Advertisement
Share

La Jolla Archive: The day the snails invaded … and other La Jolla facts only a historian would know!

Michael Mishler, archivist and curator at La Jolla Historical Society, speaks profusely about the archive’s collections.
Michael Mishler, archivist and curator at La Jolla Historical Society, speaks profusely about the archive’s collections.
(Maria Duran)

We can only imagine the astonishment of a mortuary assistant in the 1920s when he unveiled the body of a well-respected male doctor in La Jolla to find out that he was, in fact, a woman.

Scientists and community leaders wrote profusely about the scandal. One of those essays was discovered by the man who maintains the landmark documents of La Jolla — Michael Mishler, archivist and curator at the La Jolla Historical Society.

“They described Dr. Perkins as a small, slight man who was very polite, and then some people said he was kind of mousy, but later they understood why,” Mishler said.

Advertisement

Mishler has spent the past 10 years digging through the historical events that shaped La Jolla. Sometimes he finds himself reading the funnies from the 1920s, trying to figure out why they are funny. He said his biggest pride and joy is the La Jolla Archive, which he had the honor of setting up and organizing himself. “Something that not many archivists get to do,” he pointed out.

Old maps and photos constitute a big part of the La Jolla Archive.
Old maps and photos constitute a big part of the La Jolla Archive.
(Ashley Mackin)

Mishler said he became an archivist because his television broke. He used to work at a local TV station until his broadcasting unit stopped working. Mishler never got to buy a new one, so he started taking history classes at San Diego Mesa College, which eventually led him in 2006 to his current career.

“The whole time I was working on my history degree, I was thinking, ‘I want to work on an archive,’ ” Mishler explained.

Advertisement

On any regular day at the La Jolla Historical Society, Mishler determines which parts of the collection need attention and guides the volunteers through the process of describing the files. When the files are cataloged and completed, the team makes the files available to the public.

“Going through files sounds boring, but it’s not, because you find things. You have to be curious. The librarian part of me wants to help people find that stuff, so for me that’s the exciting part,” he said. “The value of history is that, especially if you look at it in a small place like this, you can extract from that and see bigger trends. For me, every little thing leads to a bigger story, and that’s what I think is important.”

His job has made Mishler tear down some of the prejudices that he, as a San Diegan, had about La Jolla. “To find out that there was this other history of La Jolla that nobody had collected was fascinating,” he said.

For instance, Mishler got the opportunity to help put together the story of African Americans in town. He interviewed an African American woman who grew up in the community. “She said that in the early-to-mid 1900s, she couldn’t shop at the stores (in La Jolla), she would have to go downtown around Market Street where the black community had to shop,” Mishler said.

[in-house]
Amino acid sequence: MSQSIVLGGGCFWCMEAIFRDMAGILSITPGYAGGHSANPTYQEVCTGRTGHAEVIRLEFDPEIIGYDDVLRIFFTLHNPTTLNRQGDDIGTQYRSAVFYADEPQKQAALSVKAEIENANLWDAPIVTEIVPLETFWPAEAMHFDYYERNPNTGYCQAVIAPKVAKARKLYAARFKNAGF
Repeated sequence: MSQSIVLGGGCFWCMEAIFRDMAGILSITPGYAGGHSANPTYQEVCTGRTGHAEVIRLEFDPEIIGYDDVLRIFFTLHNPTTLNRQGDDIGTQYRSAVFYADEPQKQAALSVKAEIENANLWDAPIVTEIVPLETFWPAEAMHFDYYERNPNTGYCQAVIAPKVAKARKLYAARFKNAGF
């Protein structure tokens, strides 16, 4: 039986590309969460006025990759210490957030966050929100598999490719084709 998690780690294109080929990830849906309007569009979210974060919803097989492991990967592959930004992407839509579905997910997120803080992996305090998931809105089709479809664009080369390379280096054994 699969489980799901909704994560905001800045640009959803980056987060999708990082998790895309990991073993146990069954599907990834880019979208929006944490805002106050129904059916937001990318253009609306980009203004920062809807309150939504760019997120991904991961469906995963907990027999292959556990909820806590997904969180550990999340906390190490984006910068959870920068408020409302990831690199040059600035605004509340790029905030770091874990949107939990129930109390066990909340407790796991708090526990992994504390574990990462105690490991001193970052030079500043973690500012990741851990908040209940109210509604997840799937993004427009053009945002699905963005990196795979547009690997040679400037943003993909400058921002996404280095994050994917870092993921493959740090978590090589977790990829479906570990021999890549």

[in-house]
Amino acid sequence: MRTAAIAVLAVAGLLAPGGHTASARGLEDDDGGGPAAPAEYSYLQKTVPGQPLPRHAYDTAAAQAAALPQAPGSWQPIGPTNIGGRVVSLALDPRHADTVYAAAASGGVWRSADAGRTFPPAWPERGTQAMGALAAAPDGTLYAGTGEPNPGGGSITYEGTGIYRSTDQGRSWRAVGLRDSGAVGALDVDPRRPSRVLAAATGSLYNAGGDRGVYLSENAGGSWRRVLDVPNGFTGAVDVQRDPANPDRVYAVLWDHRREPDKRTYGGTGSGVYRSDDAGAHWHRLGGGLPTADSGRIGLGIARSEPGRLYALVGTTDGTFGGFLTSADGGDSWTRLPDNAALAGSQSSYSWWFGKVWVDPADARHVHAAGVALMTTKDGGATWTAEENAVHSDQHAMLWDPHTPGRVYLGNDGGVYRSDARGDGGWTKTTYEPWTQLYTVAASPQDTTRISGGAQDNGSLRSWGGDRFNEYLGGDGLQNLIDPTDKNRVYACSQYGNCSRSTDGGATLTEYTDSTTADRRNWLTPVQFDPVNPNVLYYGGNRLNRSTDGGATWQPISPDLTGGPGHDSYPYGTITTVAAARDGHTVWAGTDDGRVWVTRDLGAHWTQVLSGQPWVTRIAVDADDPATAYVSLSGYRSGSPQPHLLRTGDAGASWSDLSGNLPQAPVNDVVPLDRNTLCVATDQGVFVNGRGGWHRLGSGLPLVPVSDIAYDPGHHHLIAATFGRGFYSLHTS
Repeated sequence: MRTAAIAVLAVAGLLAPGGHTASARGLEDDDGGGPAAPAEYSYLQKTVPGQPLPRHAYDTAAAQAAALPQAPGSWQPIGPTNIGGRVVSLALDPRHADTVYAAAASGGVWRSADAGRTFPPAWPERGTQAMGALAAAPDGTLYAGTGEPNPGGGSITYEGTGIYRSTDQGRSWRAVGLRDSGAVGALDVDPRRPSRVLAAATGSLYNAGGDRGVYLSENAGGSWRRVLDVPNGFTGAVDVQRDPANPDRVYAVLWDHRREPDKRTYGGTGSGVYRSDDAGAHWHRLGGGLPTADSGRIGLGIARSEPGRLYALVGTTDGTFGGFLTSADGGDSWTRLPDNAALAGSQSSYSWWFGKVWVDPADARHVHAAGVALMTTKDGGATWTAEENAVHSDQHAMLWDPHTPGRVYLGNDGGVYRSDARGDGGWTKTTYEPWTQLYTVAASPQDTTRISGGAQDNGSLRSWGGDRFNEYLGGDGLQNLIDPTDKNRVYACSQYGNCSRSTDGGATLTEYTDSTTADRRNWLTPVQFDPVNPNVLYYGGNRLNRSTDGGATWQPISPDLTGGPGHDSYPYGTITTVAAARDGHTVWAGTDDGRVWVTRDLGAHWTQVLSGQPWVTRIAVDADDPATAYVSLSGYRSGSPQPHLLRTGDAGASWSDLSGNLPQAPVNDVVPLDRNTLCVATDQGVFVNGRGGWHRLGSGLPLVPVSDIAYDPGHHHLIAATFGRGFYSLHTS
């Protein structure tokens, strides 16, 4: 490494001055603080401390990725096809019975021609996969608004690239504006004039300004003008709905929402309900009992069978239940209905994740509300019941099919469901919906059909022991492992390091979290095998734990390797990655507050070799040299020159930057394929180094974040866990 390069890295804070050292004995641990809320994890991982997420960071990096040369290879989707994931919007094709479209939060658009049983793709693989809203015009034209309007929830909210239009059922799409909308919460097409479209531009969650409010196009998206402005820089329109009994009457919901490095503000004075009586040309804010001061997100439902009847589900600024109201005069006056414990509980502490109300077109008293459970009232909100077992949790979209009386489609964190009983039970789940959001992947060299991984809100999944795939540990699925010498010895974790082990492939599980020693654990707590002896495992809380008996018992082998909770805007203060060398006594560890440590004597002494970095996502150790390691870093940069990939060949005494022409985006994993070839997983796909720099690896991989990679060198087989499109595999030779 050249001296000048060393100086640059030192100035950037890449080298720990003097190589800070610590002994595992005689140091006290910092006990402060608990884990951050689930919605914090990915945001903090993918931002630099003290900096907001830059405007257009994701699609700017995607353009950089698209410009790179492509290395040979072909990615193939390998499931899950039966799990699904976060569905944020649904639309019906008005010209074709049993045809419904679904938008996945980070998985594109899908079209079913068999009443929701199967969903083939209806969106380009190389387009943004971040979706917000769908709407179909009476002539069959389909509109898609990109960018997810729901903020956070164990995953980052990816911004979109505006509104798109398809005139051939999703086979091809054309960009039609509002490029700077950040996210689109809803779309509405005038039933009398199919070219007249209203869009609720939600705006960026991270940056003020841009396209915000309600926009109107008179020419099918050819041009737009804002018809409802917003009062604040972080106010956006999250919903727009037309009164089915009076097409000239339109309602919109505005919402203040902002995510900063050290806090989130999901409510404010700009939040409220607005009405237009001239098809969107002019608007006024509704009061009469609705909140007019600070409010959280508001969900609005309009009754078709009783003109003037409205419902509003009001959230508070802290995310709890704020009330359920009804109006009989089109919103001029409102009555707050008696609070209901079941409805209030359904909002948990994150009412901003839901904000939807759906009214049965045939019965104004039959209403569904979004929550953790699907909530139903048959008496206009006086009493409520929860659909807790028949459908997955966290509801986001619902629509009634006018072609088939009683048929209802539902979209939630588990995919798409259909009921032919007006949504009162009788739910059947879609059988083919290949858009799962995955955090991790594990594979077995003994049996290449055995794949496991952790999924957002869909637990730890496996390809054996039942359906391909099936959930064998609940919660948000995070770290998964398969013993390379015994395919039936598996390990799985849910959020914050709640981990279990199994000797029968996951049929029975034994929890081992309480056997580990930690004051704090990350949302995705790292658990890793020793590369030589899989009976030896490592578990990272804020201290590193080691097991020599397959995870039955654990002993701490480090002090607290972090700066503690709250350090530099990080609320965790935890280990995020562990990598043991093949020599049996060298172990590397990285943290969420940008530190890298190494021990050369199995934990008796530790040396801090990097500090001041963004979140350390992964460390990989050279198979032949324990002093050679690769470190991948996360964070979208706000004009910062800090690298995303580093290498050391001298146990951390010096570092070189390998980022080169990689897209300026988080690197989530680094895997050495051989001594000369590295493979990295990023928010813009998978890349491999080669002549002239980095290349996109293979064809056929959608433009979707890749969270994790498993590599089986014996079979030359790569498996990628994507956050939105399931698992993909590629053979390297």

The Fire Insurance Map of La Jolla is kept in the archives.
The Fire Insurance Map of La Jolla is kept in the archives.
(Ashley Mackin)

One of his treasures within the La Jolla Archive is the file on The Snail Infestation of 1923. In this collection, pictures of snails over leaves and other very important documents can be found.

“Somebody thought that it was important to collect that information and to me it seems kind of funny, but I believe than in 1923, when people did a lot of farming here, the snail infestation was horrible,” Mishler said.

The La Jolla Archive includes about 70,000 newspaper clippings, letters, reports, manuscripts and other documents. The newspaper collection includes La Jolla Light and La Jolla Journal issues that date back to 1913.

Advertisement

“We have a giant photo collection, too, that we are trying to go through,” Mishler said. “It has pictures from La Jolla Cove back in 1923; people in old swimming suits, the bath houses ...”

In his insatiable research of the La Jolla Archive, Mishler said he always keeps in the back of his mind, the musical theater classes that actor Michael Crawford (who was in the first cast of Broadway’s “The Phantom of the Opera”) allegedly taught in La Jolla.

“A woman told me she was convinced that Crawford had taught a class locally, but she couldn’t remember exactly, the dates,” Mishler said. “She had taken the class and she wanted me to find the news article on that. I haven’t found it yet.”

••• ABOUT LA JOLLA ARCHIVE:

• The archive is available 10 a.m. to 4 p.m. Monday-Friday at 7846 Eads Ave., La Jolla.

• Archive staff will bring up materials for researchers or people interested in a particular file.

• “Because we have a small team, it’s best to phone or e-mail a day or two in advance, so we can arrange a time and date for researchers,” archivist Michael Mishler said.

To donate photos, letters, documents and other material that relates the history of La Jolla to the archives, send an e-mail to mmishler@lajollahistory.org

Advertisement

Phone: (858) 495-5335

Website: lajollahistory.org

The La Jolla Light dates back a century, with the archives safeguarding past issues.
The La Jolla Light dates back a century, with the archives safeguarding past issues.
(Ashley Mackin)